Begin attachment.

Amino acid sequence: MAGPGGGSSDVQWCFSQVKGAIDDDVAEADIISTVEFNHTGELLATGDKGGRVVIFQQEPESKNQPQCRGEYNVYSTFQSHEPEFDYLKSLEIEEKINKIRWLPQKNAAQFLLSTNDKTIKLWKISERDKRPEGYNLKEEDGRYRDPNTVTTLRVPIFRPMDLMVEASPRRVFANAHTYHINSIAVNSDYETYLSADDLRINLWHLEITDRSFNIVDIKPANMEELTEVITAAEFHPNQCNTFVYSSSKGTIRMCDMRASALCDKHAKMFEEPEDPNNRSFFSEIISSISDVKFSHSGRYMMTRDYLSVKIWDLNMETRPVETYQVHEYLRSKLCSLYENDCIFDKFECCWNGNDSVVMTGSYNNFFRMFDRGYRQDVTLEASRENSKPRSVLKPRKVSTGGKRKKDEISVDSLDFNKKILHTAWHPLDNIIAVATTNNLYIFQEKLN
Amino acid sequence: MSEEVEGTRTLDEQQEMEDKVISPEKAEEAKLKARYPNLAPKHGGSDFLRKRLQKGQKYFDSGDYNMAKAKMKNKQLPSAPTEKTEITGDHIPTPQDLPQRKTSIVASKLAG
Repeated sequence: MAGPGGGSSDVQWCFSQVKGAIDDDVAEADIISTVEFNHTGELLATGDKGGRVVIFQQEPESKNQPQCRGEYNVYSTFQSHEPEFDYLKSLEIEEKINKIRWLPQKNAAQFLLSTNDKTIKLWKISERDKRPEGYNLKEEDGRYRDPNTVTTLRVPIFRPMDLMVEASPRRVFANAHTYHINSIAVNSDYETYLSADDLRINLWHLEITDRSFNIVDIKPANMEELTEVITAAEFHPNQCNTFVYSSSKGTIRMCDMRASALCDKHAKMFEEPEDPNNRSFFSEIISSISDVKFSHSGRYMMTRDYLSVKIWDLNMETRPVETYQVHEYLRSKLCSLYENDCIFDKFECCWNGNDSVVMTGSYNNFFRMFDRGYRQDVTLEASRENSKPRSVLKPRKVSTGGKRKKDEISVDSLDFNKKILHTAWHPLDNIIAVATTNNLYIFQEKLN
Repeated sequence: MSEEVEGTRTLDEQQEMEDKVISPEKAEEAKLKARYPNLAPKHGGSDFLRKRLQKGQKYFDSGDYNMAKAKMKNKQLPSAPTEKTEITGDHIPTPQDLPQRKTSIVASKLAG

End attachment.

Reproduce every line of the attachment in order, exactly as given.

Amino acid sequence: MAGPGGGSSDVQWCFSQVKGAIDDDVAEADIISTVEFNHTGELLATGDKGGRVVIFQQEPESKNQPQCRGEYNVYSTFQSHEPEFDYLKSLEIEEKINKIRWLPQKNAAQFLLSTNDKTIKLWKISERDKRPEGYNLKEEDGRYRDPNTVTTLRVPIFRPMDLMVEASPRRVFANAHTYHINSIAVNSDYETYLSADDLRINLWHLEITDRSFNIVDIKPANMEELTEVITAAEFHPNQCNTFVYSSSKGTIRMCDMRASALCDKHAKMFEEPEDPNNRSFFSEIISSISDVKFSHSGRYMMTRDYLSVKIWDLNMETRPVETYQVHEYLRSKLCSLYENDCIFDKFECCWNGNDSVVMTGSYNNFFRMFDRGYRQDVTLEASRENSKPRSVLKPRKVSTGGKRKKDEISVDSLDFNKKILHTAWHPLDNIIAVATTNNLYIFQEKLN
Amino acid sequence: MSEEVEGTRTLDEQQEMEDKVISPEKAEEAKLKARYPNLAPKHGGSDFLRKRLQKGQKYFDSGDYNMAKAKMKNKQLPSAPTEKTEITGDHIPTPQDLPQRKTSIVASKLAG
Repeated sequence: MAGPGGGSSDVQWCFSQVKGAIDDDVAEADIISTVEFNHTGELLATGDKGGRVVIFQQEPESKNQPQCRGEYNVYSTFQSHEPEFDYLKSLEIEEKINKIRWLPQKNAAQFLLSTNDKTIKLWKISERDKRPEGYNLKEEDGRYRDPNTVTTLRVPIFRPMDLMVEASPRRVFANAHTYHINSIAVNSDYETYLSADDLRINLWHLEITDRSFNIVDIKPANMEELTEVITAAEFHPNQCNTFVYSSSKGTIRMCDMRASALCDKHAKMFEEPEDPNNRSFFSEIISSISDVKFSHSGRYMMTRDYLSVKIWDLNMETRPVETYQVHEYLRSKLCSLYENDCIFDKFECCWNGNDSVVMTGSYNNFFRMFDRGYRQDVTLEASRENSKPRSVLKPRKVSTGGKRKKDEISVDSLDFNKKILHTAWHPLDNIIAVATTNNLYIFQEKLN
Repeated sequence: MSEEVEGTRTLDEQQEMEDKVISPEKAEEAKLKARYPNLAPKHGGSDFLRKRLQKGQKYFDSGDYNMAKAKMKNKQLPSAPTEKTEITGDHIPTPQDLPQRKTSIVASKLAG